Fantasy & Science Fiction, November/December 2013
Reviewed by Colleen Chen
This issue offers an even mix of fantasy and science fiction, plus one sort-of ghost tale within a tale. A couple stories fall on the darker side, and a couple on the lighter, but all are of Fantasy and Science Fiction’s usual high caliber.
In “Through Mud One Picks a Way,” Tim Sullivan revisits a space and time he’s written about before—a future in which main characters hail from Cet 4, a heavy-gravity planet tough to live on but with abundant natural resources.
In this story, taking place on Earth, Uxanna Venz has been hired by a fellow named Hob to communicate with three Cetians whom he has illegally obtained and wants to use for his own benefit. The Cetians are amorphous, clammy creatures whose home is the bogs of Cet 4, and they communicate with Uxanna by touching her with squidlike tentacles they can form at will. Uxanna earns their trust at the same time as she feels guilty for doing so. They’ve been so abused on their home planet by humans encroaching on their territory, and she knows Hob can’t have good intentions for them. There’s more twists to the story, though, as Uxanna learns the truth about their appearance on Earth, and then unveils her own surprises as she tries to do what’s best for the Cetians at the same time as earning her money.
I’ve read one other story by Sullivan that takes place in this universe. I liked this one more—although maybe it’s just that the author’s particular style, which seems to develop both plot and characters mainly through dialogue, is growing on me. But this story has enough action to keep the story moving despite the lengthy dialogues, and thus it translates into a visual piece that I felt I could watch like a movie in my own head. The characters were likable, the world-building strong, and although the ending is left somewhat unresolved, it stops at a point which promises later continuation.
“Success” by Michael Blumlein is a novella introduced with the caveat that it “should be vetted before it’s shared with a younger reader, as it’s inappropriate for some.” I suppose this refers to a couple of scenes with passing sexual content, but my reaction after reading this piece is that anyone who could get through this story is likely mature enough for anything in it. It’s a smart story about an even smarter man, Dr. Jim, and his wife Carol, who is slightly less smart intellectually, but much smarter emotionally.
Dr. Jim is a brilliant tenured professor who gets obsessed with finding a “Unifying Theory of Life,” and in the first part of the story his behavior becomes so eccentric that he loses his job, wife, and home, and on the eve of another attempt at treatment by the hospital doctors he vanishes into thin air. Three nights later, he reappears in his bed with no trace of his former disorder, and he begins his life anew.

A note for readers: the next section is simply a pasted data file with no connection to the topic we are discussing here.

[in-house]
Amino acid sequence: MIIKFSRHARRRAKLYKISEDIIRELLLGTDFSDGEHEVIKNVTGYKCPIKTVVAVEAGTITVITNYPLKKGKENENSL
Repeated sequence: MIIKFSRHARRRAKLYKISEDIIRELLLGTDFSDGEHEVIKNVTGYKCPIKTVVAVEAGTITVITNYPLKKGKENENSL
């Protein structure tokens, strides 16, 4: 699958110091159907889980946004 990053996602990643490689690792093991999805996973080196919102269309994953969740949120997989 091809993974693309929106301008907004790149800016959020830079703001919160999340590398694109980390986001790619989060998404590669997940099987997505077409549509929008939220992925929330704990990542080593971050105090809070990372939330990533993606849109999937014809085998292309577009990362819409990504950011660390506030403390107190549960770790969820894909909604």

Five years later, he’s gained back all his former status and is remarried. He’s working on his great masterpiece of a book—detailing his studies of the gene, the epigene (related to changes in gene expression), and the perigene, which is more encompassing than the epigene and possibly the key to the Unifying Theory of Life. He gets inspired to build a model in his yard that expresses his theories, and the heap of cobbled-together junk grows as he veers once again into obsession and eccentricity. Scenes of his increasing derangement as he builds are interspersed with scenes of a strange secret he keeps in the basement—one that links together the first part of the story to this one. And as Carol slowly loses patience with his obsession, that secret may be the key to saving their marriage—or at least showing an interesting practical result of all their theorizing about the epigene and the perigene.
Very clever piece, often amusing and as brilliant as its crazed protagonist. It’s a flowing, easy read despite my having to look up several words, and I particularly admired the way the story is constructed—it feels three-dimensional, with tiered levels of meaning. This story has a lot to offer and is worth multiple reads.
In “Stones and Glass” by Matthew Hughes, a thief named Raffalon arrives in the city of Tattermatch to sell a bag of fake weft-stones at a fair. He paid for these stones, and the spell to renew their illusion, by working for the magician Vaudelare on a number of theft jobs. Unfortunately, the fair is canceled; not wanting to lose his investment, Raffalon makes arrangements to find buyers for his fake stones. On top of the stress of diminishing funds and plans gone awry, Raffalon is being followed by a man whose livelihood was destroyed by one of his past thefts. The story takes a twist when we discover that someone other than this man may be the true enemy for Raffalon.
This story is engaging and tension-filled, with a solid fantasy world behind three-dimensional characters—we don’t learn much of their history or their emotional makeup, but their motivations and the stamp of their personalities are obvious through their dialogue and actions. I did feel that the first part of the story, building up to the sale of the weft-stones, took too long compared to the action-packed second part, but this is nevertheless a skillfully told and executed piece.
“Sing, Pilgrim!” by James Patrick Kelly is a very short absurd piece about a chair that appears in front of a bank and is discovered to be immovable. A further discovery is that anyone who sits on it and sings a song (so long as the song hasn’t been sung on that chair before), disappears into thin air. A church and a religion forms around the chair as a way to transcend, and efficient administration allows 150,000 pilgrims a year to sit, sing, and disappear.